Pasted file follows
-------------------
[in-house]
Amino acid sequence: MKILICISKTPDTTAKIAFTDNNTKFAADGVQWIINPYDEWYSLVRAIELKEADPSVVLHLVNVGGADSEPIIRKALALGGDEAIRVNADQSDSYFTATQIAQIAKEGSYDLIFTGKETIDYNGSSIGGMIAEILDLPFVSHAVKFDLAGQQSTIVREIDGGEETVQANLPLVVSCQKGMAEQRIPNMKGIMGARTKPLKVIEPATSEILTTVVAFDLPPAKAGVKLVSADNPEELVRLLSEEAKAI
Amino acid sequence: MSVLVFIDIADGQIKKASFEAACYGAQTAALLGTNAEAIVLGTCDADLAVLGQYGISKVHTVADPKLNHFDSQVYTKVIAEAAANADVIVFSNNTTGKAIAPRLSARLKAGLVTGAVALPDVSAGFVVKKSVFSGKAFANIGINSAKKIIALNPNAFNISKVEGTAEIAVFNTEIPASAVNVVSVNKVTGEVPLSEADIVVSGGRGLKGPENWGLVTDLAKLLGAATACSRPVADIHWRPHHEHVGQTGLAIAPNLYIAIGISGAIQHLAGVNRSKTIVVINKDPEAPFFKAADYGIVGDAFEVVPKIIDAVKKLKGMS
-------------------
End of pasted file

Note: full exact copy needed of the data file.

[in-house]
Amino acid sequence: MKILICISKTPDTTAKIAFTDNNTKFAADGVQWIINPYDEWYSLVRAIELKEADPSVVLHLVNVGGADSEPIIRKALALGGDEAIRVNADQSDSYFTATQIAQIAKEGSYDLIFTGKETIDYNGSSIGGMIAEILDLPFVSHAVKFDLAGQQSTIVREIDGGEETVQANLPLVVSCQKGMAEQRIPNMKGIMGARTKPLKVIEPATSEILTTVVAFDLPPAKAGVKLVSADNPEELVRLLSEEAKAI
Amino acid sequence: MSVLVFIDIADGQIKKASFEAACYGAQTAALLGTNAEAIVLGTCDADLAVLGQYGISKVHTVADPKLNHFDSQVYTKVIAEAAANADVIVFSNNTTGKAIAPRLSARLKAGLVTGAVALPDVSAGFVVKKSVFSGKAFANIGINSAKKIIALNPNAFNISKVEGTAEIAVFNTEIPASAVNVVSVNKVTGEVPLSEADIVVSGGRGLKGPENWGLVTDLAKLLGAATACSRPVADIHWRPHHEHVGQTGLAIAPNLYIAIGISGAIQHLAGVNRSKTIVVINKDPEAPFFKAADYGIVGDAFEVVPKIIDAVKKLKGMS